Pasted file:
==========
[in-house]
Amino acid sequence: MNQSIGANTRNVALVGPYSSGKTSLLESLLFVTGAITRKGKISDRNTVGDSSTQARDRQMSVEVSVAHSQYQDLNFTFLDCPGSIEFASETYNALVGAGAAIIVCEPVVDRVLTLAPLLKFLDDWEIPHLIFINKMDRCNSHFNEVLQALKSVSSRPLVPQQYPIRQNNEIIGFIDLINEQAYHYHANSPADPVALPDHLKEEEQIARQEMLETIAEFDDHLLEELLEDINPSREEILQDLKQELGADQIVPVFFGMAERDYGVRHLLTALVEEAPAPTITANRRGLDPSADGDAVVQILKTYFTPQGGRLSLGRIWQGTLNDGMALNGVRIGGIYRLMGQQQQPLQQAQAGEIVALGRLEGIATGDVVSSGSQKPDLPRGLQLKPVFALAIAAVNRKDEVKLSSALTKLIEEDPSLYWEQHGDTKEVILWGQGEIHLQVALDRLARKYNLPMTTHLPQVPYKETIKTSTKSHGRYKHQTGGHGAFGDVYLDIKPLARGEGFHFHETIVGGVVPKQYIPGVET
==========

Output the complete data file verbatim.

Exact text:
[in-house]
Amino acid sequence: MNQSIGANTRNVALVGPYSSGKTSLLESLLFVTGAITRKGKISDRNTVGDSSTQARDRQMSVEVSVAHSQYQDLNFTFLDCPGSIEFASETYNALVGAGAAIIVCEPVVDRVLTLAPLLKFLDDWEIPHLIFINKMDRCNSHFNEVLQALKSVSSRPLVPQQYPIRQNNEIIGFIDLINEQAYHYHANSPADPVALPDHLKEEEQIARQEMLETIAEFDDHLLEELLEDINPSREEILQDLKQELGADQIVPVFFGMAERDYGVRHLLTALVEEAPAPTITANRRGLDPSADGDAVVQILKTYFTPQGGRLSLGRIWQGTLNDGMALNGVRIGGIYRLMGQQQQPLQQAQAGEIVALGRLEGIATGDVVSSGSQKPDLPRGLQLKPVFALAIAAVNRKDEVKLSSALTKLIEEDPSLYWEQHGDTKEVILWGQGEIHLQVALDRLARKYNLPMTTHLPQVPYKETIKTSTKSHGRYKHQTGGHGAFGDVYLDIKPLARGEGFHFHETIVGGVVPKQYIPGVET